Verbena Bonariensis was ‘hot’
Verbena bonariensis first came into my garden in Socal fifteen or so years ago. For a few years in the 90’s, it was the ‘hot’ garden plant. Garden columnists would gush about VB because of it’s airy growth pattern. They called it a ‘see through’ plant. It is tall with wiry stems, slender leaves and balls of lavender flowers at the top. As with most ‘hot’ items, plants were expensive and these were tight budget years for me but I did purchase one plant which I put in the rose bed. VB’s airy stems and bright flowers made a nice companion for the more stolid rose bushes and I discovered, happily that once you have VB, you always have VB because it seeds and grows easily. VB is a tender perennial from South America so when I moved to the foothills, I wasn’t sure how it would fare. My thinking was that it would be too cold here for it. Imagine my surprise when I found plants at a local nursery my first year here.
I was reluctant to try it in Nocal
I wasn’t about to waste my resources on VB early on in my foothill garden so I didn’t buy it. I had enough responsibility trying to nurture the plumerias and hibiscus which I hoped to keep alive in this hostile climate. I wasn’t going to take on any new risks. Happily, I found VB seeds in a catalog and couldn’t resist buying a packet. I discovered that VB is incredibly easy to grow from seeds. I planted my VB seedlings in the garden where they grew easily and survived even last winter’s freeze. Now volunteers appear in odd places around my yard and I continually add new plants to my beds. The unusual growth pattern means that bright lavender flowers seem to float in the air with no visible support all around my yard.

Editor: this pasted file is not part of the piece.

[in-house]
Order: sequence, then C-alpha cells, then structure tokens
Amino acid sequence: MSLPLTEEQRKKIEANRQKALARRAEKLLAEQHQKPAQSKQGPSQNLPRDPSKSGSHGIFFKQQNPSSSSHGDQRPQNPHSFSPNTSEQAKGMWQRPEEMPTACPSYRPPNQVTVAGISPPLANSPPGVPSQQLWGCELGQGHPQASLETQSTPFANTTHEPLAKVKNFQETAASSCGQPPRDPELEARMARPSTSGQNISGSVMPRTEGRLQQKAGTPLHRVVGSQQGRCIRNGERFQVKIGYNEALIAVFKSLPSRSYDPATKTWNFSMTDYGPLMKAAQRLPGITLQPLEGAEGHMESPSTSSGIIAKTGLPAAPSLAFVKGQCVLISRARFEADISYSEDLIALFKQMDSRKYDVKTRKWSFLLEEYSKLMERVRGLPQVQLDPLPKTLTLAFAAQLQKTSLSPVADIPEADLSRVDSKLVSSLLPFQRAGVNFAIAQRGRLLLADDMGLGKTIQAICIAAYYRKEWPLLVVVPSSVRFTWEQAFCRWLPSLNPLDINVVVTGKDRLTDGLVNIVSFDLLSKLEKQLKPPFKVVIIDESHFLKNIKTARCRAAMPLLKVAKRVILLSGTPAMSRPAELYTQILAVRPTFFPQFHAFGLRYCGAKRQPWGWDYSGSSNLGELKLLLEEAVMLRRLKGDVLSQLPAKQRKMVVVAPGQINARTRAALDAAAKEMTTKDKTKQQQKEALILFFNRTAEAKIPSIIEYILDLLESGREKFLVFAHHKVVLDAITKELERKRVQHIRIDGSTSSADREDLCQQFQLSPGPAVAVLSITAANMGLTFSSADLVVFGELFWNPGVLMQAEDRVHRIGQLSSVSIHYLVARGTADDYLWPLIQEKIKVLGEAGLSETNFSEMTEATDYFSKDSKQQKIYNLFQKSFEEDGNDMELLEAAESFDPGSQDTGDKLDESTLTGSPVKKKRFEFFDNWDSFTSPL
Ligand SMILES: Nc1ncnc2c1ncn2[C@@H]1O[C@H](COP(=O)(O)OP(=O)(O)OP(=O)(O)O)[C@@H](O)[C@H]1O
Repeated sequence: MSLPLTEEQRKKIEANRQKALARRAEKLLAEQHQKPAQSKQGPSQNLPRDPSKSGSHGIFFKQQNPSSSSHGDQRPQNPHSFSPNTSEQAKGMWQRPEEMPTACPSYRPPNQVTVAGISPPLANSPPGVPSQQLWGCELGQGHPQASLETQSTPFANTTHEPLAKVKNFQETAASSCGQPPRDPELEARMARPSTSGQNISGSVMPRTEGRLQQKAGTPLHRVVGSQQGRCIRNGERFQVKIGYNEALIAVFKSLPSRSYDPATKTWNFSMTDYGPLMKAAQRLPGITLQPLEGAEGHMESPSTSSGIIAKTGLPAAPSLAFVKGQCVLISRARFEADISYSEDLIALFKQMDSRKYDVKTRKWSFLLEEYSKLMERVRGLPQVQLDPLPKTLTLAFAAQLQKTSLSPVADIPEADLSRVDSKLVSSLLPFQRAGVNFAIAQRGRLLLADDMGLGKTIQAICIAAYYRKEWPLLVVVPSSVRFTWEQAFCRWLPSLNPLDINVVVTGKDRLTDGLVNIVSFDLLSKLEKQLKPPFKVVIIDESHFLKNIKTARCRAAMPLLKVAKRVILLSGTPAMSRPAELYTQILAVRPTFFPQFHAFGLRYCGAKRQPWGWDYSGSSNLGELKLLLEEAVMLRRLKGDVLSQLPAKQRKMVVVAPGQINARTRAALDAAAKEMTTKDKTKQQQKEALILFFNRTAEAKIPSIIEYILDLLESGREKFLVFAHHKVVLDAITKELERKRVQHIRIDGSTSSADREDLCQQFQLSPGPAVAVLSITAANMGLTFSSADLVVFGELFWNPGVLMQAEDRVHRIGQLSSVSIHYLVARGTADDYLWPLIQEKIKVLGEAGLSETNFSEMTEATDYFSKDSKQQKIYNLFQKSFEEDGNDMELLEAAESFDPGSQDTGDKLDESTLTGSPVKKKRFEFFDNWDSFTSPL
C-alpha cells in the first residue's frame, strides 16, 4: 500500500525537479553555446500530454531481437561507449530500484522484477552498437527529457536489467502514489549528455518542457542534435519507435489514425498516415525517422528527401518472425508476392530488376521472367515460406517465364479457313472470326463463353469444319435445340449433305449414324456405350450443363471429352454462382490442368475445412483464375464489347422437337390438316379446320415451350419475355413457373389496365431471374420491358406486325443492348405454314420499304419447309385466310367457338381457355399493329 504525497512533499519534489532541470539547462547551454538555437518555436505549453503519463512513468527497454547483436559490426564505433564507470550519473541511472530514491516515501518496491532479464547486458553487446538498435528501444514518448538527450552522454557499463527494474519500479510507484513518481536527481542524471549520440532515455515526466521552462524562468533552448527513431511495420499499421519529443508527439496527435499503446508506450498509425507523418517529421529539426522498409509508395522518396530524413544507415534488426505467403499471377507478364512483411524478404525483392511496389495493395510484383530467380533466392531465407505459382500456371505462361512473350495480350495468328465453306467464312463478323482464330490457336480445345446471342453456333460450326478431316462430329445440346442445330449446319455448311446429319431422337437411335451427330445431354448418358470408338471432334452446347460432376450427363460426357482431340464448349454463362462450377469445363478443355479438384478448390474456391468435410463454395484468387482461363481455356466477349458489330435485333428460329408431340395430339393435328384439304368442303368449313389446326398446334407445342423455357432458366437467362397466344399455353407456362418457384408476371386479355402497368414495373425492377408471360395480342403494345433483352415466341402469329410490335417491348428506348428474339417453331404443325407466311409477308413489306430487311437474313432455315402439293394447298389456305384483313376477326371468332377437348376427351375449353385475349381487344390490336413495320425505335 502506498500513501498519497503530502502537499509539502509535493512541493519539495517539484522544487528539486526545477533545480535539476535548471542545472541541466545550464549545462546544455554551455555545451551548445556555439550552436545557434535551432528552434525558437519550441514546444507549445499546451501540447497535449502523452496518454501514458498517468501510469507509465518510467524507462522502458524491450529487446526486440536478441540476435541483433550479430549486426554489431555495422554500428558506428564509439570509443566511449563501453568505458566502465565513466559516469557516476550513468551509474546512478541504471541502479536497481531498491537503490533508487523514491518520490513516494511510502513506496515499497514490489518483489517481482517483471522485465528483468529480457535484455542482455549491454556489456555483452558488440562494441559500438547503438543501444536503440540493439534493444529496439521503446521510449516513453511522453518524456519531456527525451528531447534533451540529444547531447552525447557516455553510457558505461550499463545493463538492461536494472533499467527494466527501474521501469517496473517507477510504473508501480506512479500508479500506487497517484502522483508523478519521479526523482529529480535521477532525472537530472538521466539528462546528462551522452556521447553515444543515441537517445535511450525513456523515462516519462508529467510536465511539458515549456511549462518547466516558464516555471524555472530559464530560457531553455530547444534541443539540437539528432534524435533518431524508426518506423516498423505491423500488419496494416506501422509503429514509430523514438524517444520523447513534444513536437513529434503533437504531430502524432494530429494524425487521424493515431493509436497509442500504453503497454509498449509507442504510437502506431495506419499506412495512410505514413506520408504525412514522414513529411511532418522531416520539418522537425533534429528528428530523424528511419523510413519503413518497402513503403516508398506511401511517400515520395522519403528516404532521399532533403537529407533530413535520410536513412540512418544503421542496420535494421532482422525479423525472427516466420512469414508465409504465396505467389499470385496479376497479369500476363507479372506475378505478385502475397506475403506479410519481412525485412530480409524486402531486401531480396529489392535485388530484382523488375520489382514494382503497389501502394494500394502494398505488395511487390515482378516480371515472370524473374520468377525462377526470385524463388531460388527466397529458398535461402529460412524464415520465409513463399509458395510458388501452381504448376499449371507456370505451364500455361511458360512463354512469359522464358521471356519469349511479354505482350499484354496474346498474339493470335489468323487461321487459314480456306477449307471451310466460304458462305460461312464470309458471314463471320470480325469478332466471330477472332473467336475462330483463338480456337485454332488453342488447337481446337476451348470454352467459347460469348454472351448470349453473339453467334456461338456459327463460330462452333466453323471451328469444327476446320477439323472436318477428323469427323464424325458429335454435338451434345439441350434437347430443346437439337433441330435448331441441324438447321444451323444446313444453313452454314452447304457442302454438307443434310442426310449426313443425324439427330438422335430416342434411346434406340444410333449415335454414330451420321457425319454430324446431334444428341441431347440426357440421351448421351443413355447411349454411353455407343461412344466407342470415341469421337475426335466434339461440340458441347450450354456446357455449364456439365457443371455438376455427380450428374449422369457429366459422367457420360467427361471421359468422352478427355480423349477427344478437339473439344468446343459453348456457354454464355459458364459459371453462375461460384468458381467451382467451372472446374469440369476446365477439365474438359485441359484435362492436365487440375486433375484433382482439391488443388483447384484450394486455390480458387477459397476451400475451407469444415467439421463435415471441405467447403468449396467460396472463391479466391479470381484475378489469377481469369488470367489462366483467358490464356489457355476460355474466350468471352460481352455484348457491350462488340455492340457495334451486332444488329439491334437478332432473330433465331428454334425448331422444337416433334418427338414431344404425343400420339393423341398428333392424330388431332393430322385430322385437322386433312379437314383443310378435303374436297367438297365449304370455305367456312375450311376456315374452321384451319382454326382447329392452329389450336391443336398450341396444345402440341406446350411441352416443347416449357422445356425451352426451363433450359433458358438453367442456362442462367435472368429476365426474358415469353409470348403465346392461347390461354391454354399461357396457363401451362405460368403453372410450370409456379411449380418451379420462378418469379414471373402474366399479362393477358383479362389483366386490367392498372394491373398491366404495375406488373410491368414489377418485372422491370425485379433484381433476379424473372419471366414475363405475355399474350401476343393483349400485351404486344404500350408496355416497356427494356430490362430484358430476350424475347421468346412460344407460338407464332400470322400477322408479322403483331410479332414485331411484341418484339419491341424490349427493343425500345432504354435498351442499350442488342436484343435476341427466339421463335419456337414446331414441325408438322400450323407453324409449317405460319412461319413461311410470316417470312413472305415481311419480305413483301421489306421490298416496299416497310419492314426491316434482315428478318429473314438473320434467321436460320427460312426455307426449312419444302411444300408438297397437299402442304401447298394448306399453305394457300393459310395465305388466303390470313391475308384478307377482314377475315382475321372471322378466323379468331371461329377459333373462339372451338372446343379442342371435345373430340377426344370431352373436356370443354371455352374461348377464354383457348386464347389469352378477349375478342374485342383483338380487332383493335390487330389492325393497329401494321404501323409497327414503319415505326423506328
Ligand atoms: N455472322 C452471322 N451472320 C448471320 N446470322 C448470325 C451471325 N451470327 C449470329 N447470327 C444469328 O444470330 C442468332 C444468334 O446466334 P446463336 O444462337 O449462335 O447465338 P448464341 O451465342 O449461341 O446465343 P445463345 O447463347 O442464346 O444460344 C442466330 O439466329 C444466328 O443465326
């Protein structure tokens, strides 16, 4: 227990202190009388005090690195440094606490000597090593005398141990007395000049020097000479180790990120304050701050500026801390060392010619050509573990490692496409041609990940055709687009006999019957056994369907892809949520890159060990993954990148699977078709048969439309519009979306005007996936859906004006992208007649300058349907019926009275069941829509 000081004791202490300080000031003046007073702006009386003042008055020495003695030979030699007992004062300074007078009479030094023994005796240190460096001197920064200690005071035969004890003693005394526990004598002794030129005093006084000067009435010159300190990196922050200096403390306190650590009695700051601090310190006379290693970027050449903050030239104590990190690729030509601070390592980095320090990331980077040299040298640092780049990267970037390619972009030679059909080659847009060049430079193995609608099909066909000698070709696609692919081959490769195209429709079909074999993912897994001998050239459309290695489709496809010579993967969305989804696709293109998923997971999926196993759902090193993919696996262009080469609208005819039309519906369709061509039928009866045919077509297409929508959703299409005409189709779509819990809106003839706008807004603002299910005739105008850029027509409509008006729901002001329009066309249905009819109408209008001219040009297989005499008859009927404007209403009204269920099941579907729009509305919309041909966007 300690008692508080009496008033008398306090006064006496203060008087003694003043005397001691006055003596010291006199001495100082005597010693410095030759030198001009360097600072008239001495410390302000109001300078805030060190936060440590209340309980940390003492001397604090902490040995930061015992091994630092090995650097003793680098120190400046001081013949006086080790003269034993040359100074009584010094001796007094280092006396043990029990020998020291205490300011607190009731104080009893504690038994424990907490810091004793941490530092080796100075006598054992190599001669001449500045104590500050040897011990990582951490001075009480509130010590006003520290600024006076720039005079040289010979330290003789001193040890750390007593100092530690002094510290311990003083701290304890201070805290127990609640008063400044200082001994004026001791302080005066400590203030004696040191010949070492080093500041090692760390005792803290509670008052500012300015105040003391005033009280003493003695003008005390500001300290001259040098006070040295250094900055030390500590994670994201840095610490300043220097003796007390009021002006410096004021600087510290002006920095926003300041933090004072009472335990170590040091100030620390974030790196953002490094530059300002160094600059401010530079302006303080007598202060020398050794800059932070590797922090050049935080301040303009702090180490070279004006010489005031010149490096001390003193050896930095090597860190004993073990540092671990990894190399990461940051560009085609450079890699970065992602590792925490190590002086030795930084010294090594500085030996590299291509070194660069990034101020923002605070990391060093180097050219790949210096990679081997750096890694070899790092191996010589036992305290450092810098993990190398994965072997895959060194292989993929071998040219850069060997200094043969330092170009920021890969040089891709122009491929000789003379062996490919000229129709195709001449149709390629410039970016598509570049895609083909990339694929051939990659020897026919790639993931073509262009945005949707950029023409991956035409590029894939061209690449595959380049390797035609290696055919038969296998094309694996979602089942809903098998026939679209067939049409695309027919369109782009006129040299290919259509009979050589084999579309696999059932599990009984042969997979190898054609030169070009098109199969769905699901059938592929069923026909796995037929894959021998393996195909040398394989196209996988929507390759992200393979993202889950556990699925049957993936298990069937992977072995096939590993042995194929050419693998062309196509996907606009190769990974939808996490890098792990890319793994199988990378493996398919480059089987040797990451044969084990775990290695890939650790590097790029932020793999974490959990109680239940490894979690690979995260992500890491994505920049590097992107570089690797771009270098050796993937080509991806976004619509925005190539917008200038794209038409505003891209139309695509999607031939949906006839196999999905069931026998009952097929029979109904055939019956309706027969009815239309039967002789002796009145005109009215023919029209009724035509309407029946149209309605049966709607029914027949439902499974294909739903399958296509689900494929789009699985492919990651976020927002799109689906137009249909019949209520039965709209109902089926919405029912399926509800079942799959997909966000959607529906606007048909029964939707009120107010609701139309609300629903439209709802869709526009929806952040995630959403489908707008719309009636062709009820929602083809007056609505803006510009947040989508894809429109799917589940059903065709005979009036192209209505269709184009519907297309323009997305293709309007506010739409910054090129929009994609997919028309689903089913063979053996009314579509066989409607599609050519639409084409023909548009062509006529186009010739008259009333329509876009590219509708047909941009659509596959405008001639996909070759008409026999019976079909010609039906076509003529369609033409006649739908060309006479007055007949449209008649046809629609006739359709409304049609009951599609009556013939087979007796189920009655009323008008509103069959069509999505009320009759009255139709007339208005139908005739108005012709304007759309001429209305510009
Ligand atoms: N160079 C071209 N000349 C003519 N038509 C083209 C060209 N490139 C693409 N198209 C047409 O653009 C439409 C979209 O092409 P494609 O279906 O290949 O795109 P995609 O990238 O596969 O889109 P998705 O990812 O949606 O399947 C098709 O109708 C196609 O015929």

VB is a winner
I love VB. It has proven itself s reliable plant both in Socal and now in Nocal. It is hardier than I thought and will survive in zone 7. It has an unusual growth pattern with airy, see-through stems and bright lavender flowers. It self-sows volunteers and is easy to propagate from cuttings. Finally, it is well behaved. It fills it’s space and no more. In my book VB is a ten, easily justifying the raves from the garden mavens years ago. Every gardener in zone 7 and higher should have VB because it is a dependable, beautiful and unique plant. Do any readers have experience with VB? I would love to hear, especially if you are from someplace colder than zone 7. Does anybody grow it as an annual?